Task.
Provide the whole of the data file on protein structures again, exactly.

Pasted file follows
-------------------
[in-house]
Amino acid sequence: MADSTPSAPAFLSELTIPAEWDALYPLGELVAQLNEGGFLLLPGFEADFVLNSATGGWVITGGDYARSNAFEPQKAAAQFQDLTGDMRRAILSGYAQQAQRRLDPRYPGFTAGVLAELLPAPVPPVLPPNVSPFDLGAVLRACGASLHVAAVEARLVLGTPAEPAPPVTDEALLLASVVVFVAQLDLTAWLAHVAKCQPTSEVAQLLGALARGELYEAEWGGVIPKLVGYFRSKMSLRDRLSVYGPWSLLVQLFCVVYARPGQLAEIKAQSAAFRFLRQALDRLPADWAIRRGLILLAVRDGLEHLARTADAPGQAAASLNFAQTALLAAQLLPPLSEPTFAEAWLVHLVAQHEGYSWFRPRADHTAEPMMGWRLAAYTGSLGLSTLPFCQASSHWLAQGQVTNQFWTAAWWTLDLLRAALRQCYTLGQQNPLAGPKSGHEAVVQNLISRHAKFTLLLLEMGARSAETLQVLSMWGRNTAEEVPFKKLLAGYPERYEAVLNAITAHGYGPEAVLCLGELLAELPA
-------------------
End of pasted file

[in-house]
Amino acid sequence: MADSTPSAPAFLSELTIPAEWDALYPLGELVAQLNEGGFLLLPGFEADFVLNSATGGWVITGGDYARSNAFEPQKAAAQFQDLTGDMRRAILSGYAQQAQRRLDPRYPGFTAGVLAELLPAPVPPVLPPNVSPFDLGAVLRACGASLHVAAVEARLVLGTPAEPAPPVTDEALLLASVVVFVAQLDLTAWLAHVAKCQPTSEVAQLLGALARGELYEAEWGGVIPKLVGYFRSKMSLRDRLSVYGPWSLLVQLFCVVYARPGQLAEIKAQSAAFRFLRQALDRLPADWAIRRGLILLAVRDGLEHLARTADAPGQAAASLNFAQTALLAAQLLPPLSEPTFAEAWLVHLVAQHEGYSWFRPRADHTAEPMMGWRLAAYTGSLGLSTLPFCQASSHWLAQGQVTNQFWTAAWWTLDLLRAALRQCYTLGQQNPLAGPKSGHEAVVQNLISRHAKFTLLLLEMGARSAETLQVLSMWGRNTAEEVPFKKLLAGYPERYEAVLNAITAHGYGPEAVLCLGELLAELPA